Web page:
Fri | Dec 2, 2022

Bouncing back from debt after the holidays

Published:Sunday | December 29, 2019 | 12:29 AMCecelia Campbell-Livingston - Gleaner Writer

Buying items on your wish list

It’s easier than you think

But trying to fill the luxury gap

Has pushed me to the brink

– Heaven 17, Key To The World

The Christmas season is over and the new year is upon us. With it comes the harsh, cold reality that ‘we went to town’ to ensure that family members got gifts and treated to scrumptious meals.

Added to that is the fact that for some, payday came earlier in December, making the distance to the next payday even longer.

Some parents made the difficult decision of taking loans to meet the additional expenses. Now in addition to the ever-present bills is the added stress of servicing the loans.

It will now take some creative financial balancing act and skilful manoeuvring on the home front to recover in the new year.

Winsome Sherrier Witter, certified coach, inspirational speaker and founder of Serenity Advisory Consulting Services said, while it would have been good to be more prudent in spending, it’s a great opportunity for the family to work together to prepare a budget and stick with it to make it to the next payday and beyond.

Witter said in the same way a conscious decision was made to spend extra and take on a loan, a deliberate decision must now be made to cut back on the spending.

“Prepare a budget for everything that will be spent going forward. When shopping, go through the cupboards or do a checklist of what’s really needed,” she said, emphasising that a distinction must be made between need and want.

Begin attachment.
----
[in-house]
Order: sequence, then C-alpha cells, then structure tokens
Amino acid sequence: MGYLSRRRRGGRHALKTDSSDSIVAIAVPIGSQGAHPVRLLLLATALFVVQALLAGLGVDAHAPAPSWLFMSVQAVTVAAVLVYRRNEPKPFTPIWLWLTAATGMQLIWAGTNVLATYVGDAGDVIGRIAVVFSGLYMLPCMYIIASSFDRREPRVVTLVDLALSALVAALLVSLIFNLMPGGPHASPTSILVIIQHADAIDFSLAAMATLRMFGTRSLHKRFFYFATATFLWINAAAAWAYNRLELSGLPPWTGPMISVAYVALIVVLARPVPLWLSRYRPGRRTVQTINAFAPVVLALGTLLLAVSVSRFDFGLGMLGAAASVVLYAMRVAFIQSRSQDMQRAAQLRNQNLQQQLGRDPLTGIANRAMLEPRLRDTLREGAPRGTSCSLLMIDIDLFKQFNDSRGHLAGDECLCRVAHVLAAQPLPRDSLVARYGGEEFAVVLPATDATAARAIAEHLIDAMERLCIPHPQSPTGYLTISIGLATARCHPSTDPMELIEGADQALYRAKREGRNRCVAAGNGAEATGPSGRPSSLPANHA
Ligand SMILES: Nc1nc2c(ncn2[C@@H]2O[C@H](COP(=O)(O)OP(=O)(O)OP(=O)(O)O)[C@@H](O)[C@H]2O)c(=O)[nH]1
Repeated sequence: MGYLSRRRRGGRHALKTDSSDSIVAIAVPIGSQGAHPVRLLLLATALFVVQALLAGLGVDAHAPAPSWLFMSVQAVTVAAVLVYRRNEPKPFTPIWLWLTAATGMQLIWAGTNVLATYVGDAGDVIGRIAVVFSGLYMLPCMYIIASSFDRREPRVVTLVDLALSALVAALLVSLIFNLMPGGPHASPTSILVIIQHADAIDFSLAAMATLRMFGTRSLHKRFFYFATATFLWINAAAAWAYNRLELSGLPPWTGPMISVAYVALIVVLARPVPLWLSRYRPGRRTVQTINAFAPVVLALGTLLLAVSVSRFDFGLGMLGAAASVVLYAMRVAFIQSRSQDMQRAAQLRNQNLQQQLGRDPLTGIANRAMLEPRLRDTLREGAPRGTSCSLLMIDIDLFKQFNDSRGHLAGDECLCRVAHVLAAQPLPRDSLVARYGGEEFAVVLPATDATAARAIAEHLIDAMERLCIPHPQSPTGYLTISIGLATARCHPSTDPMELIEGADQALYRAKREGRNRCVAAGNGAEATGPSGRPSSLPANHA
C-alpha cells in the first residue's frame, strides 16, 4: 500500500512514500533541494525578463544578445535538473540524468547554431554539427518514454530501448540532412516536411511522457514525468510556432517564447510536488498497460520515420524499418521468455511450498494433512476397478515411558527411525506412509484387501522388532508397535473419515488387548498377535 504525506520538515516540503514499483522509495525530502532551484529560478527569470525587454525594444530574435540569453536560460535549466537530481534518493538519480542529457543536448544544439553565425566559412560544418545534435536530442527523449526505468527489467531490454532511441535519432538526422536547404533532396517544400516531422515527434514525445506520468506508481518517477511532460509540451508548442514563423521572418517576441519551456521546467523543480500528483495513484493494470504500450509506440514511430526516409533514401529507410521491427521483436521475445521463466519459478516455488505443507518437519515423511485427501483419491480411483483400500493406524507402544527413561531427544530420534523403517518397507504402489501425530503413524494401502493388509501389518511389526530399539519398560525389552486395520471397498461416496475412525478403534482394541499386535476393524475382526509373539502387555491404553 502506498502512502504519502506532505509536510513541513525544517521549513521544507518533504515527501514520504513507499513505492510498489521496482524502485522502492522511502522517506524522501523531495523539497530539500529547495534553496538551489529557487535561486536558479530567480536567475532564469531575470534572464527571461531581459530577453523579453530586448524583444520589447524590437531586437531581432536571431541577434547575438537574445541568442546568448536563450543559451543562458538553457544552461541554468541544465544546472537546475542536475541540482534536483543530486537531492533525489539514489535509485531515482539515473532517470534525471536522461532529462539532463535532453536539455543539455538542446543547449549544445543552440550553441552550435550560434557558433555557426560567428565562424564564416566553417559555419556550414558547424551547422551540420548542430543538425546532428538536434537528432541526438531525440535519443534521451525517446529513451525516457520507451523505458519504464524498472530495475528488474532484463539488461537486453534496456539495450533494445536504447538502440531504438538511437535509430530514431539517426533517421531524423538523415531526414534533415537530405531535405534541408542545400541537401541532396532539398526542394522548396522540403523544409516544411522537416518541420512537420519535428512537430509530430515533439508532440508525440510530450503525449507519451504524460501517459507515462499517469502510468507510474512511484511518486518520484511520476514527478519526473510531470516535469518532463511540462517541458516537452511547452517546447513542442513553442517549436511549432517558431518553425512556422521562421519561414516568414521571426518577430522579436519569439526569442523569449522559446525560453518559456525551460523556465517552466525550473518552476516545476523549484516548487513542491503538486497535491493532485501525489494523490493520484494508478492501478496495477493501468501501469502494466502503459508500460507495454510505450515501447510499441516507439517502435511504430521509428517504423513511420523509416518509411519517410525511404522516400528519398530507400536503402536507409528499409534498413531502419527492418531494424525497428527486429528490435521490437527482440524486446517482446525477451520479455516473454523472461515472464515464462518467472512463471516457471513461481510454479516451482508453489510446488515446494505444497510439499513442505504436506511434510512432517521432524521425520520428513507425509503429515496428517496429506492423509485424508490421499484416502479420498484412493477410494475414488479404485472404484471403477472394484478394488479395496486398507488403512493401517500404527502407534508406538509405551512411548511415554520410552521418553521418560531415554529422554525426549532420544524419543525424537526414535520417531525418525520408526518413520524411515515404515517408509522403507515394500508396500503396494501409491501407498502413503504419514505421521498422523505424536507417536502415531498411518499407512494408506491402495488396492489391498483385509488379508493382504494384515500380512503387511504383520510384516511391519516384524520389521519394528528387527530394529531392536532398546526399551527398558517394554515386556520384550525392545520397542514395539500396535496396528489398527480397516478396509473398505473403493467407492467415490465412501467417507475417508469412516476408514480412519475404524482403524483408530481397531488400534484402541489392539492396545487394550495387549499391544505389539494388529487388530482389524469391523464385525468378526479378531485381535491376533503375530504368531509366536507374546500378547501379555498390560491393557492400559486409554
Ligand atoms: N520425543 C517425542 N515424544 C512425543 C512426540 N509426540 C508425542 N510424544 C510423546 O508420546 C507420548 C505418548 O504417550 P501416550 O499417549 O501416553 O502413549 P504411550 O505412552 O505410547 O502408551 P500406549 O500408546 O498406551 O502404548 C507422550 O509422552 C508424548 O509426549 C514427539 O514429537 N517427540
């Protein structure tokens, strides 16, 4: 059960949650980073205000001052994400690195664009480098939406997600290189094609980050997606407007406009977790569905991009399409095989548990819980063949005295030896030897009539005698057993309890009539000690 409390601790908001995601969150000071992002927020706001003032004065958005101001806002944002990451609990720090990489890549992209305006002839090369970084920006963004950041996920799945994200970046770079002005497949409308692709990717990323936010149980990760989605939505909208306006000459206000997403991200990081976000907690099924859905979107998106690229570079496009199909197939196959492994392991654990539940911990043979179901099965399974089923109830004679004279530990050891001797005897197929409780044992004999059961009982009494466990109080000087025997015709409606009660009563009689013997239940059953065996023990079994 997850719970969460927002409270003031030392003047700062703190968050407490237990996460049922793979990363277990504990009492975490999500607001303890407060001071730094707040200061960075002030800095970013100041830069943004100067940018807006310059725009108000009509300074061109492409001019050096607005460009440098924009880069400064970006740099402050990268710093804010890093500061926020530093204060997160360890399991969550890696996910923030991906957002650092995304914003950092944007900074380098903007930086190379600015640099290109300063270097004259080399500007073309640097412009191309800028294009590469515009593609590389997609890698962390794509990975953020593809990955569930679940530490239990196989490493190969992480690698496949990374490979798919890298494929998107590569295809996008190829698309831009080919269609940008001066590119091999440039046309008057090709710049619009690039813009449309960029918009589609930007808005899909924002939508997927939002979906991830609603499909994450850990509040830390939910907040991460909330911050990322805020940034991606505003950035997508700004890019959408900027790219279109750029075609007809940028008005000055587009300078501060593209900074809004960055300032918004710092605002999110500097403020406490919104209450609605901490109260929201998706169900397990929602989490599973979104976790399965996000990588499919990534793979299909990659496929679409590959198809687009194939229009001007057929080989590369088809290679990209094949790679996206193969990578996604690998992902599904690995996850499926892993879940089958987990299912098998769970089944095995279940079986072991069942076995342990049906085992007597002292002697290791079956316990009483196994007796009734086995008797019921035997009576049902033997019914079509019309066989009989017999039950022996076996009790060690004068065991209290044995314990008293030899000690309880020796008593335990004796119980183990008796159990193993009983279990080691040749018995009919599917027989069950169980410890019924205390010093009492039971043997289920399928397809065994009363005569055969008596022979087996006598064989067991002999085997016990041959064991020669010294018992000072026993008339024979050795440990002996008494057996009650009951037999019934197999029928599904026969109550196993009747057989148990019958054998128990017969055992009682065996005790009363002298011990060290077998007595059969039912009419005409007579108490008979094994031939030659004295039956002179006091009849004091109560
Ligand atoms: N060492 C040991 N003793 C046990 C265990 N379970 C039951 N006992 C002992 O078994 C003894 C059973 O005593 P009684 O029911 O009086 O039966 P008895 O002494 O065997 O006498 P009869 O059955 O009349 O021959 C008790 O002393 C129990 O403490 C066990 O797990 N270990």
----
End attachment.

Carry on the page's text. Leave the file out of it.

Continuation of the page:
This way, she said, the budget will focus on the essentials and not on what sent the family’s budget out of whack in the first place.

Instead of giving the children money to purchase lunch at school, as a means of cutting back and allowing the dollar to stretch to the next payday, Witter suggested that parents make sandwiches or other home-made meals for children to take to school. Parents may also need to take lunch to work, as an added cost-cutting measure.

“Making it through the month will have to be a family decision, don’t be afraid to let your child/children know the situation. Let this be a time for the family to learn and grow together, as you explore creative ways of surviving the cost-cutting and juggling until you have overcome that bump in the road,” said Witter.

For those who took out loans for the holiday season, Witter said the damage is already done, so now it is time to sit and write a realistic plan. The loan will have to be serviced and food will still have to go on the table from the same paycheque.

She said this will take a medium to long-term plan to deal with, and as such, parents will have to look at what they can cut back on and plan simpler more affordable meals, even if children gripe about it!

For those with credit cards, Witter said the temptation may be great to use it to fill the gap, but she warned that it would only be exchanging one headache for another.

While it is easier to pay the ‘minimum’ rate, she said the interest on the debt is higher. The ideal thing to do is to set your budget, stick with it and wade your way through the months ahead.

Witter said, “The entire family can learn from this experience. Realise that it took some skilful juggling to balance your budget and make it work. So going forward, make budgeting a monthly activity and be sure to celebrate your efforts, at intervals, with a little treat. With consistent efforts, come Christmas 2020, this new financial discipline will allow you to make better judgements in dealing with the holidays and your spending habits, in general.”